Respite Care: Because Caregivers Deserve a Break
By Joy Johnston
Family caregivers need, and deserve, more robust supportive services, but a break may be the most precious gift of all.
Imagine if we could harness the power of the sharing economy to transform respite care from an underutilized service to a widely-accessible resource for family caregivers across the country. That's one of key issues that Respite Care Share attempts to address. I will lead a poster presentation of Respite Care Share at the Aging in America Conference on March 22 from 12:00 Noon to 1:30 PM, and look forward to the conversation it sparks.
Benefits of Respite Care
The benefits of respite care are clear. A 1994 study by S. L. Theis, published in the Journal of Community Health Nursing, focused on the benefits of weekly respite care and found that 64% of caregivers reported improved physical health, 78% reported improved emotional health, and 50% noted improvement in the care recipient’s health. According to an Oklahoma Respite Resource Network survey, 98% of caregivers stated that respite helped reduce stress and made them a better caregiver.
Respite Care Challenges
Existing respite care programs are underutilized. Lack of awareness, financial cost, and the guilt and worry of leaving their loved one in someone else's care are the main roadblocks. Caregivers desire short-term respite options (few hours to several hours in duration) according to a 1988 survey by Rhonda J. V. Montgomery of almost 200 caregivers, published in Health Care Financing Review. Montgomery’s survey also found support for overnight respite options with in-home care. One in four caregivers say it is very difficult to get affordable services in their loved one’s community that would help with their care, according to the Caregiving in the U.S. 2015 report.
What is Respite Care Share?
Respite Care Share is an organization dedicated to promoting greater access to respite care for family caregivers. Respite Care Share will help raise awareness about the benefits of respite care and promote the use of existing programs.
Respite Care Share was conceived during OpenIDEO's End of Life Care Challenge that took place online during the summer of 2016. The challenge was: “reimagine the end-of-life experience for ourselves and our loved ones.” I focused on how we could support the emotional and physical health of the caregiver during such a stressful event by improving the state of respite care. The feedback and collaborative spirit of fellow innovators helped further develop Respite Care Share and the concept was selected from over 300 submissions as a Top 10 finalist.
With the concept of “start small, build smart” in mind, Respite Care Share’s first phase focuses on immediate relief in the form of caregiver care bags. The care bags include gift cards with relaxation in mind, a book, and a card with a message of gratitude. The gifts are designed to encourage caregivers to take mini-respites, whether it’s an hour away at a local cafe with a good book, or to enjoy a massage or yoga class. Expanding the definition of traditional respite can help make respite more accessible and encourage greater respite participation.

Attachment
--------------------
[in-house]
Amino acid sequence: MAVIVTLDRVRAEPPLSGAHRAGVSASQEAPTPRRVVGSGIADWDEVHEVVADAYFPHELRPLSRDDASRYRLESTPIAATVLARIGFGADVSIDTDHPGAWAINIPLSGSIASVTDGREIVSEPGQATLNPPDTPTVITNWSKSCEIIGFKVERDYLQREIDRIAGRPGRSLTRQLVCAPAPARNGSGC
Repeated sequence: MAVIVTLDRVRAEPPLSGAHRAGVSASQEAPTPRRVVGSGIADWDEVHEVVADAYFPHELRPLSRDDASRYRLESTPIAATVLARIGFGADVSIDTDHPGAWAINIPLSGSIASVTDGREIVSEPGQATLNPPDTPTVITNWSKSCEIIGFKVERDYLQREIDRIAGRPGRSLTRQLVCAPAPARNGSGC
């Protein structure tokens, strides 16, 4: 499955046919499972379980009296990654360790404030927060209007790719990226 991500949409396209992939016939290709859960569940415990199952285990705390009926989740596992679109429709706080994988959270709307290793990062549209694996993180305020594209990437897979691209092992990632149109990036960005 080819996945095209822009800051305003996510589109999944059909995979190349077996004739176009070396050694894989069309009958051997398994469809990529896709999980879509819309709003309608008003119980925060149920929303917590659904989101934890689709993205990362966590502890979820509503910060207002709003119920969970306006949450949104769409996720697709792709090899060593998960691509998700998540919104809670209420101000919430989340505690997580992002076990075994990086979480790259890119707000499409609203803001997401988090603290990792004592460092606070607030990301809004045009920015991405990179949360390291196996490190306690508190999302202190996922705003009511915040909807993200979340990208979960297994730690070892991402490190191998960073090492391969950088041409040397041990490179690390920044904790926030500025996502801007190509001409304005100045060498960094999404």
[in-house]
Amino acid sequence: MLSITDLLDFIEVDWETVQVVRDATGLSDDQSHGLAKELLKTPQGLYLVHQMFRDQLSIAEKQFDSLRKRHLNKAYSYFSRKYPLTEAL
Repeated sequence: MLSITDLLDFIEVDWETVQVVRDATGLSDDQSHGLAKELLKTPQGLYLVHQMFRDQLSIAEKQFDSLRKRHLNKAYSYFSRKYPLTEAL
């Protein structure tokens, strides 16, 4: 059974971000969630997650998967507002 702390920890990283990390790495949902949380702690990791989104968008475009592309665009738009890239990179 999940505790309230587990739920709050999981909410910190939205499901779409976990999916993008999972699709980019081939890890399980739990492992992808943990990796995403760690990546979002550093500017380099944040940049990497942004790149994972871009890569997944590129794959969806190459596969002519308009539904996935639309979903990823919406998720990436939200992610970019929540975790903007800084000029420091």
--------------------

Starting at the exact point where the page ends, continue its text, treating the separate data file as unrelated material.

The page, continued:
The second phase of Respite Care Share focuses on longer respite breaks. In addition to promoting the utilization of state-funded programs, the second phase would feature a digital platform, similar to Airbnb, where caregivers could book respite care in a convenient format at discounted prices. Homeowners could make their properties available for free to caregivers as well, which would be offered to those in most financial need. In addition to respite care housing, a caregiver locator service would be offered, to make sure that the caregiver's ill loved one received quality care while they were away on respite.
Encouraging Respite Care Use
To encourage the use of respite care by family caregivers, raising awareness is key. Maintaining a relationship with the caregiver and providing crucial follow-up is essential, as is partnering with social workers, medical care facilities, and attending caregiving advocacy events.
The initial push will be online, while ambassadors will be encouraged to champion respite care in their communities. A website for Respite Care Share was launched in 2016 and features community programs throughout the country that support respite care. A social media campaign is also in the works.
In February, Respite Care Share will launch its first prototype, a gift bag presentation at a caregiver support group at Amy's Place, a memory cafe in Roswell, Georgia. Feedback from the event will be shared at the Aging in America conference.
Joy Johnston is an award-winning digital journalist and caregiver advocate based in Atlanta. Johnston works to raise awareness of Alzheimer’s and caregiving issues through her blog, The Memories Project, and as a featured author on The Caregiver Space. Follow her on Twitter @JoyMemories.